I am disappointed in my father’s generation. In the generation that has taught most of my peers what we know and the beliefs we hold close. I am displeased by their preaching without action. That they have the audacity to tell of peace and prosperity when we saw first-hand what they did in the 2007-2008 aberrations that cost many their lives and had my fellow country people affected.

I am discontented by the words of my leaders when they say that we are united yet I still see people politically affiliated according to their own tribe. No…I was told it is “ethnic group” now, because tribe is too brute a word. I am saddened terribly when I still see a grandma being cruel to a daughter in-law because she does not belong to the same tribe as them. Yes…for this article, I will use this god forsaken word, if only to open the eyes of my father’s generation.

I have lived only two decades on this earth, but I have seen my fair share of this disgrace. When a father passes on and children are chased away from the only home they have known because their mother is not one with the community of her belated. When a woman is stripped of her inheritance because her late husband’s people own it and she does not belong to the tribe. When lovers are forced to live star crossed lives simply because they have different tribal customs.

It is not right. I believe it is not right that our parents have upheld this vice and yet we still continue with it like it is second nature.It is not right that we have the capacity to embrace one another regardless of their geographical birthplace, but still have to think of what our parents will say when we take home a best friend for a sleepover and their last name is not satisfactory. It is not right. And I know many will disagree with me, but look around my friends, and tell me if I am wrong.

Tell me that employment does not still rely on where one is from. Tell me that first class treatment is given to people from the lake region in the central part of this country. Tell me that my aunts and uncles from the same central part can comfortably flash their identity cards in the lake region while there on holiday. It has gone to as far as my tribe having a name specifically for the other. I am owning up to this disrespect today. They call them “Okuyus”… And yes…it may sound like a privilege, like at least they get some recognition in the other part of the nation, until you hear it in a sentence, used by an old mama, saying how the “Okuyus” have robbed the land of all its provisions. It is still not right. My father’s generation has failed us.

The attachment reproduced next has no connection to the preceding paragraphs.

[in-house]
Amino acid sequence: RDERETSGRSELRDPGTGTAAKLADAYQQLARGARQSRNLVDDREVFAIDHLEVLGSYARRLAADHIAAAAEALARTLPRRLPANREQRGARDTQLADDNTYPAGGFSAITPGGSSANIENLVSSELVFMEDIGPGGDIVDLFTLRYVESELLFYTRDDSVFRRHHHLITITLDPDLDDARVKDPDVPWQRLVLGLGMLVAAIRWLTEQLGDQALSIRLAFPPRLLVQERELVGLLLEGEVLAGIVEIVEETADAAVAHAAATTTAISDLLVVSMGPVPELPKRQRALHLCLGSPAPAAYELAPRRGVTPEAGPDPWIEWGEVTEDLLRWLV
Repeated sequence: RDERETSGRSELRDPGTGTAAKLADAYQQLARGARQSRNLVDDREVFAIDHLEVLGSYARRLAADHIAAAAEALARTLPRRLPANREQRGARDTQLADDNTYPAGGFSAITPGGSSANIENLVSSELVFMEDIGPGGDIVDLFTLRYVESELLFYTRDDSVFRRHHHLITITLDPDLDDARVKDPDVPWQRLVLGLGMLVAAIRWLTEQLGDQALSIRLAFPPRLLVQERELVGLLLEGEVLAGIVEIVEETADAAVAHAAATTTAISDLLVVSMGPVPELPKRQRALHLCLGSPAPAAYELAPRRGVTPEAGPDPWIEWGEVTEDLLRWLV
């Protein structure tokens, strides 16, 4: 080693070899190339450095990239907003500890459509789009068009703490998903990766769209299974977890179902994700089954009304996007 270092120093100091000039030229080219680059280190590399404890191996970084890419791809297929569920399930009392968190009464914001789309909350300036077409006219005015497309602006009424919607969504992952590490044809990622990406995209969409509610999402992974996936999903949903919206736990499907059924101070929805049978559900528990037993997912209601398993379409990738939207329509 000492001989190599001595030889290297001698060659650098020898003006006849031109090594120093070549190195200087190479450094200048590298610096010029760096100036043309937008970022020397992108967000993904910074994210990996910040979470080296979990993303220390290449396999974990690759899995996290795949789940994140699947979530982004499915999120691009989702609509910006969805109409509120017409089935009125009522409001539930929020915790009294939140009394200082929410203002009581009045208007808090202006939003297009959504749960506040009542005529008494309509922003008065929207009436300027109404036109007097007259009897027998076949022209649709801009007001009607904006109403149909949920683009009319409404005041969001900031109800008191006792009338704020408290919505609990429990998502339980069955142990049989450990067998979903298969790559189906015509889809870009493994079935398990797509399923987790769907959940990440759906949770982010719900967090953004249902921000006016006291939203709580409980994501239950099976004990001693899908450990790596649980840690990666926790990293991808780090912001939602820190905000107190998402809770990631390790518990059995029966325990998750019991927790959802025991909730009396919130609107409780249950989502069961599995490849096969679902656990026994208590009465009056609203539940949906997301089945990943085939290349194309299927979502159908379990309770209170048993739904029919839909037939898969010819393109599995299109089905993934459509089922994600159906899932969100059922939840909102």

Now, they did try to do something about this. They taught us to forget about our tribes. To forget the parts that define us first. That one part that, even without our names, we already belonged to. This generation of masters of pretense taught us to forget where we come from. Right now, if one of my friends is randomly asked, “And hey, what ethnic group are you?” the first thing, the first instinct, is usually to ask “Why?” Why would a stranger want to know where I am from? What intentions do they have? They could be having a hidden agenda…so we have trained ourselves to turn defensive when this question is first asked.

After this, comes the disillusion that we have fed ourselves. Since the question Why is not satisfactory an answer, and the stranger could most definitely go on to probe so as to find out more, we have adapted an answer that is so outrightly outrageous, I wonder why it is not fitted right after The Wildebeest Migration in the “Seven New Wonders of the World”. We have taught ourselves to say “I am Kenyan”. My generation has become so gullible as to name my country a tribe, and this upsets me.

We have been deceived, deluded and made a mockery of by our parents and their parents. We have grown up believing a lie. We are not of the tribe Kenya, but of that one Great Nation that comprises of 42 amazing tribes that we should be proud of. Some of us have been given white man names and lack the identity of their tribes. Children grow not knowing the language of their fore fathers and are out here claiming to not belong to any “ethnic group”. Claiming to be “Kenyans”…but that is not true. We lack a sense of identity because our fathers’ generation has made it so. We have no sense of belonging or fulfillment in our backgrounds. It breaks my heart to know that if only we were raised to know that all tribes are amazing and exotic in their own way, then maybe, just maybe, we could have grown up appreciating one another the way it should have been.

But sadly, my father’s generation has shortchanged us.

-Awuor M




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